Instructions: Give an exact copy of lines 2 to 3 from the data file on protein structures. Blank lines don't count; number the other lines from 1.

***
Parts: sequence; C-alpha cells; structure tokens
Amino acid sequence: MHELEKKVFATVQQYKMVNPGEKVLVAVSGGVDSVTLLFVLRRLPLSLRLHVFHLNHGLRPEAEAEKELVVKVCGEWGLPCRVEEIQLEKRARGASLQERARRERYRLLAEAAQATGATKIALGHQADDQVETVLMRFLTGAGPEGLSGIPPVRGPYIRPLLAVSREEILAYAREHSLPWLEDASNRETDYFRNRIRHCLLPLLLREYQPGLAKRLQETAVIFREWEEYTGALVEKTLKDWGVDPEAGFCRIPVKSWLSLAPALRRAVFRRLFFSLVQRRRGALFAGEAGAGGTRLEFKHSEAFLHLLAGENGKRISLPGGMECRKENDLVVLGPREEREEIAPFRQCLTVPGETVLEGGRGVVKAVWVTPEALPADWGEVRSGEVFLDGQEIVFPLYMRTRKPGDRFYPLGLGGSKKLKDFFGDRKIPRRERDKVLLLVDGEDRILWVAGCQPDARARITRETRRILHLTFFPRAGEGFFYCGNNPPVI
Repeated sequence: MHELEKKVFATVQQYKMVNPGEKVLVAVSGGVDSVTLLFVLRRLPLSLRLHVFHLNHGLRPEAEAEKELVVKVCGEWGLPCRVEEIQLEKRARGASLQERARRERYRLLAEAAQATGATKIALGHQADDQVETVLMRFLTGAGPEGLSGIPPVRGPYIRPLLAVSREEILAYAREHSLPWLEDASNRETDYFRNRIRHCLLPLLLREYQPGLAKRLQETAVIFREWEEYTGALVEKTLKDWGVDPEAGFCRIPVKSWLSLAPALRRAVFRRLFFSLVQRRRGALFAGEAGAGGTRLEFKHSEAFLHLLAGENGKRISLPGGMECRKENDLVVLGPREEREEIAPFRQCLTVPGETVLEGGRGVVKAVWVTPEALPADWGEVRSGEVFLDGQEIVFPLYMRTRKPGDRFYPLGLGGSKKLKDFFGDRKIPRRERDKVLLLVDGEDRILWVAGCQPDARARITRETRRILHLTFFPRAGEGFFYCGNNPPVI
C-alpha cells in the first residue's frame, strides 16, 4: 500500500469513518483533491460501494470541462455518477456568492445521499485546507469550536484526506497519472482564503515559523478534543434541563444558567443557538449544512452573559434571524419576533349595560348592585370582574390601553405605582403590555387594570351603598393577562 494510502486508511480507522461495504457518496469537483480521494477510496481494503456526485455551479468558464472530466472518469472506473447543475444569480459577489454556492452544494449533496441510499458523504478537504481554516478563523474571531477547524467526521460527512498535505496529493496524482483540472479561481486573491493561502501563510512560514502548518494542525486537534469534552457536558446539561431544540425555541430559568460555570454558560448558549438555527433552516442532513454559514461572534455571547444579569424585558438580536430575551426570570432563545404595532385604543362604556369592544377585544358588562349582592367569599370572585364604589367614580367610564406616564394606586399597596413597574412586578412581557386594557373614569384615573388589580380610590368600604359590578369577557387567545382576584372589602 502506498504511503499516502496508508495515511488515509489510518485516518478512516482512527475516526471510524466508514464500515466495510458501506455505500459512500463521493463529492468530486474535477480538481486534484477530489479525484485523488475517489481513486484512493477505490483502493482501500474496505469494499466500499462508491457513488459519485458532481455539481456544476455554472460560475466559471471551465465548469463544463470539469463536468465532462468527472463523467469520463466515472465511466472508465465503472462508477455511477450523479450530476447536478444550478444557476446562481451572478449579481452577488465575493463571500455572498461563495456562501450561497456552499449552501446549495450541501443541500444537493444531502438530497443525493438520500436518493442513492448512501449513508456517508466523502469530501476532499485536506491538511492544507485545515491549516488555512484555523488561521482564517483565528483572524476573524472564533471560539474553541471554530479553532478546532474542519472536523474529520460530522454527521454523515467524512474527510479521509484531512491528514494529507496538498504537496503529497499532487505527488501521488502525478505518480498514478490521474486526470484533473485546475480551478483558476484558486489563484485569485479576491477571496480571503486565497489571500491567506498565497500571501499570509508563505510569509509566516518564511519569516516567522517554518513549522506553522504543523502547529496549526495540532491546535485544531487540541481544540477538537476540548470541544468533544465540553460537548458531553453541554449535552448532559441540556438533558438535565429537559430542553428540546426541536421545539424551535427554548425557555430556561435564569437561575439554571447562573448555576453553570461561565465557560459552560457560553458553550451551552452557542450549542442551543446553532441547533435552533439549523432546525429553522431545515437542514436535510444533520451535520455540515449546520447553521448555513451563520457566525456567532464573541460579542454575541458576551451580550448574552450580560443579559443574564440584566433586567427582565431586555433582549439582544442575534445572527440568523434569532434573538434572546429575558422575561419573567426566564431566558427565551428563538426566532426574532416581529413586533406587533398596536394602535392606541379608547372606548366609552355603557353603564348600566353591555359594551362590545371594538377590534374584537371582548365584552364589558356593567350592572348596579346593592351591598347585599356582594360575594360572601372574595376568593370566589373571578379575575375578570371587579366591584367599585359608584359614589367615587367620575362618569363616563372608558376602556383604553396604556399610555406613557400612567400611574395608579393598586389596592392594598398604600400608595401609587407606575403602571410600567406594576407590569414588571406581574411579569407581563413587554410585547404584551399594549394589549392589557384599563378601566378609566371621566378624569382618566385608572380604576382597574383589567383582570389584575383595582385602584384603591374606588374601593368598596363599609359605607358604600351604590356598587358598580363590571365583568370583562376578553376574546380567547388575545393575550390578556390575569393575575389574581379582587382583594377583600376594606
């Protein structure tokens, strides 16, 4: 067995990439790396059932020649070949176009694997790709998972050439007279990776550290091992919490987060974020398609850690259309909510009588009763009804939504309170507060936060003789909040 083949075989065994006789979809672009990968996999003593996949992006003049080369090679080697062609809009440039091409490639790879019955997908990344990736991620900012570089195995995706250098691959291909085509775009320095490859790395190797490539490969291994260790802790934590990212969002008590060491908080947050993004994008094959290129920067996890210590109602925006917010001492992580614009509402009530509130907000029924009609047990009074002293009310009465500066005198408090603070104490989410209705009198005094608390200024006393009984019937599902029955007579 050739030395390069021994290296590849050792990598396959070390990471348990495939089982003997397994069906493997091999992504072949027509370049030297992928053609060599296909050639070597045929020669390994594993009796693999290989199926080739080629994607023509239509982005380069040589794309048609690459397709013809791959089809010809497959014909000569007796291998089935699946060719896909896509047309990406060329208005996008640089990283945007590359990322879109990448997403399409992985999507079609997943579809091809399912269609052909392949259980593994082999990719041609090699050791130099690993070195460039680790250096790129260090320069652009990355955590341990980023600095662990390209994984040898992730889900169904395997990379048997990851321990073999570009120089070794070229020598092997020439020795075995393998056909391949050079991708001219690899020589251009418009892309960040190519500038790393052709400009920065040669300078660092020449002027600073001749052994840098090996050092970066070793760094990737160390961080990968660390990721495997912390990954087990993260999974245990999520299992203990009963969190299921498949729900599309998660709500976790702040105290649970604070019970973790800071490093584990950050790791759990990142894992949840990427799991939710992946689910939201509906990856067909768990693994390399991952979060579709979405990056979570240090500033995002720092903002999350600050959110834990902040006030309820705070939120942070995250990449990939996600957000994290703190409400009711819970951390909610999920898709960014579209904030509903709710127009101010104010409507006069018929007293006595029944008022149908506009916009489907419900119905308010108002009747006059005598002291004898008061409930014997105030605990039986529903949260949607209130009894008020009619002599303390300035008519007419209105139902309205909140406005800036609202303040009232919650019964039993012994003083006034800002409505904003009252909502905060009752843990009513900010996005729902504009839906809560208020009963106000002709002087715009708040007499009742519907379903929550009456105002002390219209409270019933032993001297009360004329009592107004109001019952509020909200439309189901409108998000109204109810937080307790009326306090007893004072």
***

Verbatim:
Amino acid sequence: MHELEKKVFATVQQYKMVNPGEKVLVAVSGGVDSVTLLFVLRRLPLSLRLHVFHLNHGLRPEAEAEKELVVKVCGEWGLPCRVEEIQLEKRARGASLQERARRERYRLLAEAAQATGATKIALGHQADDQVETVLMRFLTGAGPEGLSGIPPVRGPYIRPLLAVSREEILAYAREHSLPWLEDASNRETDYFRNRIRHCLLPLLLREYQPGLAKRLQETAVIFREWEEYTGALVEKTLKDWGVDPEAGFCRIPVKSWLSLAPALRRAVFRRLFFSLVQRRRGALFAGEAGAGGTRLEFKHSEAFLHLLAGENGKRISLPGGMECRKENDLVVLGPREEREEIAPFRQCLTVPGETVLEGGRGVVKAVWVTPEALPADWGEVRSGEVFLDGQEIVFPLYMRTRKPGDRFYPLGLGGSKKLKDFFGDRKIPRRERDKVLLLVDGEDRILWVAGCQPDARARITRETRRILHLTFFPRAGEGFFYCGNNPPVI
Repeated sequence: MHELEKKVFATVQQYKMVNPGEKVLVAVSGGVDSVTLLFVLRRLPLSLRLHVFHLNHGLRPEAEAEKELVVKVCGEWGLPCRVEEIQLEKRARGASLQERARRERYRLLAEAAQATGATKIALGHQADDQVETVLMRFLTGAGPEGLSGIPPVRGPYIRPLLAVSREEILAYAREHSLPWLEDASNRETDYFRNRIRHCLLPLLLREYQPGLAKRLQETAVIFREWEEYTGALVEKTLKDWGVDPEAGFCRIPVKSWLSLAPALRRAVFRRLFFSLVQRRRGALFAGEAGAGGTRLEFKHSEAFLHLLAGENGKRISLPGGMECRKENDLVVLGPREEREEIAPFRQCLTVPGETVLEGGRGVVKAVWVTPEALPADWGEVRSGEVFLDGQEIVFPLYMRTRKPGDRFYPLGLGGSKKLKDFFGDRKIPRRERDKVLLLVDGEDRILWVAGCQPDARARITRETRRILHLTFFPRAGEGFFYCGNNPPVI